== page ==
</description>
complaining,
one
of the first things that you
<author>Your
Name
Here</author>
<license>BSD</license>
should check is whether you need to add
<review
status=“unreviewed”
notes=“”/>
another
dependency to
the manifest.
<url>http://ros.org/wiki/localplanner</url>
<depend package=“roscpp”/>
<depend package=“artsystem”/>
<depend package=“nav_msgs”/>
<depend package=“ucontroller”/>
</package>
roscd
$ roscd localplanner
in general, roscd [package-name]
ROS will find the
specified package and
will change your
working directory to
be the top-level
package directory
localplanner
src
include
CMakeLists manifest
bin
rosmake
$ rosmake localplanner
in general, rosmake [package-name]
or, when in a package directory, just rosmake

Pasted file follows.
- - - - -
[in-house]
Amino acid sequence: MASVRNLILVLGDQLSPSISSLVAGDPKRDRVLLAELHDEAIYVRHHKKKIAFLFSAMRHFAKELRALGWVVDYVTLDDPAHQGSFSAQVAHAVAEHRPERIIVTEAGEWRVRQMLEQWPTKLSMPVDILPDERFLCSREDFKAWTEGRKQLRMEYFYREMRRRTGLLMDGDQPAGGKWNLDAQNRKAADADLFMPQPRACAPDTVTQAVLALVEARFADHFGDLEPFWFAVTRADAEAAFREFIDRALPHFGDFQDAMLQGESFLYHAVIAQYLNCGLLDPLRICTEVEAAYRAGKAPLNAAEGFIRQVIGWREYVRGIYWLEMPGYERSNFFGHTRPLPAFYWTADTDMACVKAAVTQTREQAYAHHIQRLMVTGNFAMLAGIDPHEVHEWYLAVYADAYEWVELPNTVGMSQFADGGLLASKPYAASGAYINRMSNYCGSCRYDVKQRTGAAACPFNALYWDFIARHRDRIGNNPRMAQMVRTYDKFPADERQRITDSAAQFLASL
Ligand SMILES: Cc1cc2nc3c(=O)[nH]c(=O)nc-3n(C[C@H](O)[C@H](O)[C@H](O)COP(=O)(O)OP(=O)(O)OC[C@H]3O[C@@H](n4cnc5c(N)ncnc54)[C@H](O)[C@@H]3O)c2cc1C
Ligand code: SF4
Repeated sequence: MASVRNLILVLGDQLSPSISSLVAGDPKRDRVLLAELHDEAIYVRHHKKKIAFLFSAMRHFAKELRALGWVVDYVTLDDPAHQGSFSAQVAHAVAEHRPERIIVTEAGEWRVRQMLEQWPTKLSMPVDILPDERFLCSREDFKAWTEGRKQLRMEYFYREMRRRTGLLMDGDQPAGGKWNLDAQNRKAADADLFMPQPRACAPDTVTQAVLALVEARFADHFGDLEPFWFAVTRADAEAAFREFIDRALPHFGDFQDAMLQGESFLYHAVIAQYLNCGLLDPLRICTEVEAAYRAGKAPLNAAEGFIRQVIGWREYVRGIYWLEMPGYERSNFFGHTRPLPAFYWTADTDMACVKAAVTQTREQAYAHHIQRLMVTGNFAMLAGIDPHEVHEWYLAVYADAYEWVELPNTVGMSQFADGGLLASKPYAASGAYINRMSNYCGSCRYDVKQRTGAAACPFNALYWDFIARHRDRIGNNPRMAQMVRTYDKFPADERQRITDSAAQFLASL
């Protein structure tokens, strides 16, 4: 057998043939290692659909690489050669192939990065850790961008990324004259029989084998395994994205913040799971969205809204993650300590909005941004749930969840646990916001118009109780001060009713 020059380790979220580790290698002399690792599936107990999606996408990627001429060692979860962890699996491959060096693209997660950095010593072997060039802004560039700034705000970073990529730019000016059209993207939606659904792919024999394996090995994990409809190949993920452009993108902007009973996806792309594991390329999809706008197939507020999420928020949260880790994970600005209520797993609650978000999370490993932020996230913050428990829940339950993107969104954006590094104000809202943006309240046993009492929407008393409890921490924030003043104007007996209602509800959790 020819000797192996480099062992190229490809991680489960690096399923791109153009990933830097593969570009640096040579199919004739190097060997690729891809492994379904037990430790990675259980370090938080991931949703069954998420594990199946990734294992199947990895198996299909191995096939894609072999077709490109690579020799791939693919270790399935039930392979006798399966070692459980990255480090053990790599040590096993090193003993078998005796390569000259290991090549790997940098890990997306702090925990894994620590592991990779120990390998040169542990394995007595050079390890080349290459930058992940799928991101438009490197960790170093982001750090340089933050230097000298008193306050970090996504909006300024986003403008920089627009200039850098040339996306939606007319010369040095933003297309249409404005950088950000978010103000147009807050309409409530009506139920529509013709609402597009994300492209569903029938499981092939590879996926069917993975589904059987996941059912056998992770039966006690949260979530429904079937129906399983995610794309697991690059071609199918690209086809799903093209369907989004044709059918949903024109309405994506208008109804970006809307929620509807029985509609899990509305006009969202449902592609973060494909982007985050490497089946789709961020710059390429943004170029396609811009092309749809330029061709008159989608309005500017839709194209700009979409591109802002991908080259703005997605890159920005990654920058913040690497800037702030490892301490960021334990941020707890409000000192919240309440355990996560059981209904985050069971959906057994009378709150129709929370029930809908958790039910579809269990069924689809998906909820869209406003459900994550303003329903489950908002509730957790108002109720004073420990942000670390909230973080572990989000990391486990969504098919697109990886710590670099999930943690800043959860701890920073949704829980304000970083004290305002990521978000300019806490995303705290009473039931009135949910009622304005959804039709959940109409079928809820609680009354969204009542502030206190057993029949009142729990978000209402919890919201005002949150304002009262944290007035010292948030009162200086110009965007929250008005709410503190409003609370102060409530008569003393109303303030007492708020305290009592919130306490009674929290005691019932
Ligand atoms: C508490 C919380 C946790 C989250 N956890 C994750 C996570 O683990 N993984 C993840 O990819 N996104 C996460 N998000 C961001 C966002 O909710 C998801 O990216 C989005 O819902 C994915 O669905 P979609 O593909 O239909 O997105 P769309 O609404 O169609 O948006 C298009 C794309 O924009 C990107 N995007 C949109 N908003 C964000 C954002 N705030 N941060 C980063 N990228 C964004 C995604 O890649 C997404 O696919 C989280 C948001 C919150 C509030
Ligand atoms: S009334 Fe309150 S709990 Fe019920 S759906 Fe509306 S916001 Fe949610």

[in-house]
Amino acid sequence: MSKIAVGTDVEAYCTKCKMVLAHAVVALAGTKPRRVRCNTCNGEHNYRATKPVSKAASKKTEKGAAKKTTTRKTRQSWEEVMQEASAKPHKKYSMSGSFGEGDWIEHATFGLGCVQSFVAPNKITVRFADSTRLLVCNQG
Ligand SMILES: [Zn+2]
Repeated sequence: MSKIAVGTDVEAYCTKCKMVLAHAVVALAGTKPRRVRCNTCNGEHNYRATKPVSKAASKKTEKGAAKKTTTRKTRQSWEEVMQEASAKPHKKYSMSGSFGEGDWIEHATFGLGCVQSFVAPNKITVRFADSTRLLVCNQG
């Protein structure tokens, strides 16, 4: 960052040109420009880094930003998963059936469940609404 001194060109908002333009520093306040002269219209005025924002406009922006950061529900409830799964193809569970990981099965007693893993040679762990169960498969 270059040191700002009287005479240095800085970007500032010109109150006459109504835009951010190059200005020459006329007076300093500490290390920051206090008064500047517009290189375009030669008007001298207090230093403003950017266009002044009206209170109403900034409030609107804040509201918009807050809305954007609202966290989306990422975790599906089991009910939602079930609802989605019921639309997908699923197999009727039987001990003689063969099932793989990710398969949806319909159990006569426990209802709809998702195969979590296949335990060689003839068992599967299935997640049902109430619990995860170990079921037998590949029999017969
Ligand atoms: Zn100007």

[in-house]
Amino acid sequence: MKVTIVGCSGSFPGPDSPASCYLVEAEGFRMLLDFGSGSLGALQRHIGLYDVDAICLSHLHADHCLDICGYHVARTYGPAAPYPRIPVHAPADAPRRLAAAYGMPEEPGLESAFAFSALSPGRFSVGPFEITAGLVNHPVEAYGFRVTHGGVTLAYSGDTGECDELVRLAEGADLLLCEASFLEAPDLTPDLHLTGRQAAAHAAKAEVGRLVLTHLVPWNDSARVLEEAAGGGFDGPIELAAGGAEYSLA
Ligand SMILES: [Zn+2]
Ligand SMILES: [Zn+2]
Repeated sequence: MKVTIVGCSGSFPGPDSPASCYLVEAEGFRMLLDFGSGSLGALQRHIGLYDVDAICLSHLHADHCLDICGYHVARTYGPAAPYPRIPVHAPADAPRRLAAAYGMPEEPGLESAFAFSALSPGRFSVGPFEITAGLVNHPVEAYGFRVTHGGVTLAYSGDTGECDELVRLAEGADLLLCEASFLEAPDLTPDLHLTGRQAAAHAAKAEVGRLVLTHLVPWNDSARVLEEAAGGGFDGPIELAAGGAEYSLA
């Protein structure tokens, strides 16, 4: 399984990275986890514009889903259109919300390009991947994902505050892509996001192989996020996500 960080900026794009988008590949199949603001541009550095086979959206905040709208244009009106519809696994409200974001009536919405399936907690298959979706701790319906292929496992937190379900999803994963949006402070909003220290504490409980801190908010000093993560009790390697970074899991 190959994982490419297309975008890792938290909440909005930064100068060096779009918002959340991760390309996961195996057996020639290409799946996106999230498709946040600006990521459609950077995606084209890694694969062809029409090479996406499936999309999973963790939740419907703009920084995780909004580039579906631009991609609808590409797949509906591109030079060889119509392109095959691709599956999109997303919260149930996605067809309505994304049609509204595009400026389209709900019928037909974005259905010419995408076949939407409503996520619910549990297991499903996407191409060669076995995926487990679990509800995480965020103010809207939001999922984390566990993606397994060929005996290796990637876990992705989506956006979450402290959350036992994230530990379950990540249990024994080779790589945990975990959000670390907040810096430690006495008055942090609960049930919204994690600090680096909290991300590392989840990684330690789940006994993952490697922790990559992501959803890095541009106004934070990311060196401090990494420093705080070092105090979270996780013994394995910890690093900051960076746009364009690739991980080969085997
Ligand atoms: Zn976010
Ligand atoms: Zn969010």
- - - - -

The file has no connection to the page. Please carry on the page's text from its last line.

ROS will build the specified package
Output of rosmake
$ rosmake localplanner
[ rosmake ] rosmake starting …
[ rosmake ] Packages requested are: [‘localplanner’]
[ rosmake ] Logging into directory /home/sandro/.ros/rosmake/rosmake_output20130921-135115
[ rosmake ] Expanded args [‘localplanner’] to:
[‘localplanner’]
[ rosmake-0] Starting >>> roslang [ make ]
[ rosmake-1] Starting >>> geometry_msgs [ make ]
… blah blah blah …
[ rosmake-0 ] Finished <<< ucontroller [PASS] [ 1.53 seconds ]
[ rosmake-0] Finished <<< localplanner [PASS] [ 1.02 seconds ]
[ rosmake ] Results:
[ rosmake ] Built 8 packages with 0 failures.
[ rosmake ] Summary output to directory
[ rosmake ] /home/sandro/.ros/rosmake/rosmake_output-20130921-135115
Output of rosmake
$ rosmake localplanner
[ rosmake ] rosmake starting …
[ rosmake ] Packages requested are: [‘localplanner’]
[ rosmake ] Logging into directory /home/sandro/.ros/rosmake/rosmake_output20130921-135115
[ rosmake ] Expanded args [‘localplanner’]
to:
You could potentially
see a lot of stuff here,
[‘localplanner’]
because
actually goes and builds
[ rosmake-0] Starting >>> roslang
[ makerosmake
]
[ rosmake-1] Starting >>> geometry_msgs
make ]
all of your [package’s
dependencies for you.